Celebrating its second birthday, the West End’s tale of Carole King’s rise to stardom is truly beautiful.
Two years since it opened at London’s Aldwych Theatre, and marking the 75th birthday of its protagonist Carole King, Beautiful reigns even stronger than before. Led by a stunning performance by Cassidy Janson as King, the production portrays her journey from a difficult upbringing in Brooklyn to the release of her iconic Tapestry debut, with a sensitive balance of humour and heartbreak.
Underpinned by a defining soundtrack, both songs written by King during her collaboration with Gerry Goffin and her later solo material, Beautiful circumvents the twee to deliver a genuine celebration of music. Even as performances of classics such as Some Kind Of Wonderful and Up On The Roof are deliberately overplayed by on-point portrayals of The Drifters, the humour supports the narrative of King emerging as a standalone artist.
So good is the soundtrack that audience members are unable to contain the words, murmuring along with the lyrics under their breath. Not least as the production reaches it’s concluding numbers; the end of King’s troublesome navigation through life and the start of her true empowerment. It’s a theme that runs throughout the show, brilliantly personified by Lorna Want as best-friend and songwriting rival, Cynthia Weil.
Dealing well with darker issues, the production allows Janson to portray the inner resilience of King; rarely held hostage by negative emotion or her self-confessed naivety. It is in fact her likability emanating from the stage that drives the production forward, demonstrating a small-town charm in an otherwise fast-paced industry. It’s a musical coming-of-age tale, surrounded by the trials and tribulations of life.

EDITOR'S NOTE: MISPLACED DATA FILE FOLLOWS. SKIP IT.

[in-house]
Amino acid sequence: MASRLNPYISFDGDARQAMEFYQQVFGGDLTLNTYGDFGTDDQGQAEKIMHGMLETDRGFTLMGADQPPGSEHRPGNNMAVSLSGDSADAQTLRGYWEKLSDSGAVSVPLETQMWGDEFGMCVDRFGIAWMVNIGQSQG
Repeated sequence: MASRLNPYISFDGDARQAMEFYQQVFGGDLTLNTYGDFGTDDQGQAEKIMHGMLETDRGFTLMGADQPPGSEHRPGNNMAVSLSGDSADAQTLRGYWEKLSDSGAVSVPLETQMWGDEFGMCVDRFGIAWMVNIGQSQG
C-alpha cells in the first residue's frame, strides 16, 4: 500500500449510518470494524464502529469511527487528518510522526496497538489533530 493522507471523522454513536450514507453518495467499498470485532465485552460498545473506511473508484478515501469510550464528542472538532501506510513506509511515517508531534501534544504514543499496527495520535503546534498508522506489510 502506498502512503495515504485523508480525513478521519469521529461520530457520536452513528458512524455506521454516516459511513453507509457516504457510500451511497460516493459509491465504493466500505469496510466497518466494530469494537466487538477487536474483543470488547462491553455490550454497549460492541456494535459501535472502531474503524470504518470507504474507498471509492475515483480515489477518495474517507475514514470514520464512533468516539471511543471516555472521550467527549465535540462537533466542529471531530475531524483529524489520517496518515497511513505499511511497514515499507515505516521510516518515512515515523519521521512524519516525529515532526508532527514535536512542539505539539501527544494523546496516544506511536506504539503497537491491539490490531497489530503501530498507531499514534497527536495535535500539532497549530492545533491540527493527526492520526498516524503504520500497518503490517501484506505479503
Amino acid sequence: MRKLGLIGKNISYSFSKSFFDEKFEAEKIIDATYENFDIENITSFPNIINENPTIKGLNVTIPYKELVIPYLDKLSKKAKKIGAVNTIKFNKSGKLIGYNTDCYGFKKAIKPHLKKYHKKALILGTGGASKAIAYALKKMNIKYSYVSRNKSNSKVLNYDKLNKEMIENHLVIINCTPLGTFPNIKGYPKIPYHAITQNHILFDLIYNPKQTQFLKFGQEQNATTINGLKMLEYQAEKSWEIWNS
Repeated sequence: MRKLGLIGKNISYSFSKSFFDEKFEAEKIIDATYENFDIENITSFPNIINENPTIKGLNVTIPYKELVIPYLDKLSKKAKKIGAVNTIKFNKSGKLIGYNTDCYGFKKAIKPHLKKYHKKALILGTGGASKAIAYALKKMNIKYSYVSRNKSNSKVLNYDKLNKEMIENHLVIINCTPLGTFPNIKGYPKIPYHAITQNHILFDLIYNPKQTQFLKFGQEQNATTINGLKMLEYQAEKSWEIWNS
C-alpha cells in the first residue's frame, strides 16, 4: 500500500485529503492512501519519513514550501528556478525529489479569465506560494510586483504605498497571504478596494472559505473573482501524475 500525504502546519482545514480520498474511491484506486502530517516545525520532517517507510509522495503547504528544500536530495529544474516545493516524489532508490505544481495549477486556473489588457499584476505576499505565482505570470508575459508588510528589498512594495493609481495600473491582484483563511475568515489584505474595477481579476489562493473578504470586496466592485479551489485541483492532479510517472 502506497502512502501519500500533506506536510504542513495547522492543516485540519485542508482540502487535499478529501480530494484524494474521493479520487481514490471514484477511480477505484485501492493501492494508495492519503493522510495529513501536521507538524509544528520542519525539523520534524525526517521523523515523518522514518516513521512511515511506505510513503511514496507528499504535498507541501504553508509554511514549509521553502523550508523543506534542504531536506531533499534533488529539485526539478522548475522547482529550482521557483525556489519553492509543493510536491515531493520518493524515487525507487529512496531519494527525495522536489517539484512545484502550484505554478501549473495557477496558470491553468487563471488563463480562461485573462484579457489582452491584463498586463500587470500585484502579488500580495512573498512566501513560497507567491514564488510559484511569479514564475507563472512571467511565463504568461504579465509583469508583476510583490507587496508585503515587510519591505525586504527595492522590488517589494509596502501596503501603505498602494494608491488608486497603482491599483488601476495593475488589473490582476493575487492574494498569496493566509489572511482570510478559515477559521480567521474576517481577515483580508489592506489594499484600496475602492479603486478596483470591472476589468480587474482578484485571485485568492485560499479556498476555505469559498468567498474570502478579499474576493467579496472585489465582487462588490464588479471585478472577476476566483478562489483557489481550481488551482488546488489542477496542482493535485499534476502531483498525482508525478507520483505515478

The set-design carries the contradiction between the glitz and glamour of show-business and the rustic structures behind closed doors. It lives with the performances, physically gliding around to create new spaces. The switch from one to the other is notably slick and impressively seamless, with the occasional clever quirk that’s both vastly entertaining and practical.
Far from garish, there’s a gritty texture running through all elements of the production, mirroring the circumstances that lead King to her ultimate success. Beautiful is a celebration of music, and a perfect representation of both the euphoria and the perils of creativity.
Tickets for Beautiful: The Carole King Musical are available now through Ticketmaster.co.uk.